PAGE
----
Author: Dr Val Phua MBBS, MMed (Ophth), FRCOphth, FAMS
Photo by: Aron Visuals
“I can’t see so well”
“My eyes are red”
“My eyes are painful”
“I can’t read as well as i used to”
“My eyes feel tired easily”
“I see floaters”.
These are some of the more common eye symptoms patients may complain of and if you identify with any of them, it is probably time to see an Ophthalmologist. Choosing an eye care provider is an important decision because you are trusting your eye doctor to safeguard and even restore your vision for your lifestyle needs.
What is the difference?
The first step is overcoming the confusion of terms like ophthalmologist, optometrist, and optician.
An ophthalmologist is a medical doctor who is registered with the Ministry of Health Specialist Accreditation Board (SAB) and specialises in eyecare, ie providing comprehensive examinations and investigations to diagnose and treat any eye diseases. This treatment includes medicated eye drops, injections into the eye, laser treatments, and surgery.
An optometrist is an eyecare practitioner who is able to provide a range of basic eyecare services and examinations. They provide timely advice on eyecare and will refer you on to an ophthalmologist should you require further management and treatment.
An optician is one who is skilled in preparing and dispensing optical aids like glasses according to the prescription given by an optometrist or ophthalmologist.
An ophthalmologist is like an experienced photographer. He is not only able to frame the picture well and optimise lighting to capture that perfect shot but also possess in-depth knowledge of his equipment and camera, knowing exactly when and how each component of the camera can and should be tweaked to enhance the quality of the photograph taken. In this field of restoring sight, a detailed understanding of how the eye works, what can go wrong, and how and when to utilise specialised equipment to aid management forms the backbone of all eyecare work. Only with the right diagnosis can the appropriate treatment be recommended to optimise and restore sight.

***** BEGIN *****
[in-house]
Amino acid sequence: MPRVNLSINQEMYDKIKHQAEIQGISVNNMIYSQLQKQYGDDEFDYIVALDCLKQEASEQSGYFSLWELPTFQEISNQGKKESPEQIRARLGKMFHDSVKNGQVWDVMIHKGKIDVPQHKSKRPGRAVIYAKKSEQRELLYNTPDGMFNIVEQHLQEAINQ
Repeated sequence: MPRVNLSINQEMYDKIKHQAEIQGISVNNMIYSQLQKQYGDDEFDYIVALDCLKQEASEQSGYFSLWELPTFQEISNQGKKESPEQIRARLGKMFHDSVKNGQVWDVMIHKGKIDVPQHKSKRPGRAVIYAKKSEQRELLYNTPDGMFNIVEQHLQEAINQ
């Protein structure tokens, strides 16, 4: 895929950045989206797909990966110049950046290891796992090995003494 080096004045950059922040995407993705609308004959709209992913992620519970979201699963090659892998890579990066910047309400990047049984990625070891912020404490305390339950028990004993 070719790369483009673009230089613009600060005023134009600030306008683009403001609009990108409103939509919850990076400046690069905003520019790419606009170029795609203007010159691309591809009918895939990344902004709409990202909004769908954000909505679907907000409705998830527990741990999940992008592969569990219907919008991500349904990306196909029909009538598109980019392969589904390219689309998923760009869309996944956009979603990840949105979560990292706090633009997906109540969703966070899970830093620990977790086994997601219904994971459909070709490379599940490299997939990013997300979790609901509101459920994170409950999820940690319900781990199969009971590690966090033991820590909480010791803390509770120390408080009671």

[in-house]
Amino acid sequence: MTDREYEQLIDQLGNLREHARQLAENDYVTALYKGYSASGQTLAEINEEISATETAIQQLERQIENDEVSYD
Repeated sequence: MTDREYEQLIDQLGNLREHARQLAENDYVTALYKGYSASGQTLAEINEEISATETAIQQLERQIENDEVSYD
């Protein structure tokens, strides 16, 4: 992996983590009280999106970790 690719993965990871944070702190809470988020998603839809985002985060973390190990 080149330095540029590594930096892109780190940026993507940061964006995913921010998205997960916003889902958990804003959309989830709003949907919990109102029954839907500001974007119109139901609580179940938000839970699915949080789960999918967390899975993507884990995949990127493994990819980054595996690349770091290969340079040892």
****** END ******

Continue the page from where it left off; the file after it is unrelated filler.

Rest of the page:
Who should I see?
Consider the type of eye care that you need when making this decision. For making glasses and getting prescription for contact lenses, an optician and optometrist would be able to advise you on these matters. They will also lend their experience in choosing the right spectacles frame for you. If you have more severe eye issues like pain, redness and blurring of vision, you may benefit from a comprehensive check up with an ophthalmologist who is then able to advise on any treatment needed.
How to choose an ophthalmologist?
With advancements in technology, we can access vast amounts of information easily with just a touch of a button. Just “Google it” is a simplistic answer if you don’t know what you are looking for.
First consider how urgent you need to see the doctor. Most eye symptoms can be frightening but some symptoms like a sudden onset of blurred vision or severe eye pain, should be given more consideration for an urgent consultation. While many specialist clinics prefer to see patients with appointments, some do take walk-in cases. Inquire about the availability of your ophthalmologist to see you on an urgent basis if needed.
You might want to consider where the eye clinic is located. While many of the specialist clinics are in central locations, there are ophthalmologists who run their clinic elsewhere to enable access to those who prefer not to travel far from their place of residence. An example is Eagle Eye Centre at King Albert Park mall for those who live nearer the west side of Singapore.
Check out also your doctor’s profile, any reviews and recommendations from others. Such data is easily available online. Choose an eye doctor who is trustworthy and committed to your eye health. Some eye doctors practice as solo practitioners while others are part of a group. Being part of a group practice has advantages like having the right subspecialist take care of your eye problem if further care needs to be coordinated. Eagle Eye Centre has a team of specialist which cover every eye subspecialty making it a one stop service for eye care.
Health-care in Singapore can be costly and these outpatient check ups may be covered by your personal or company insurance. Check with your insurance policy or company HR to see if your ophthalmologist is on the panel of doctors which is covered by the policy to save some out of pocket costs. Multiple visits to your ophthalmologist may be needed depending on your eye condition so it does make fiscal sense to optimise where it is possible.
After your appointment with the ophthalmologist, evaluate your experience: How was the service provided? Were the staff supportive and professional? Was the waiting time acceptable? Was the examination complete? Were you rushed out of the consultation? Did your ophthalmologist listen to you and answer your questions?
If your ophthalmologist did not meet your expectations, it is alright to try someone else. Your eyes are important and you should feel comfortable with the ophthalmologist taking care of you.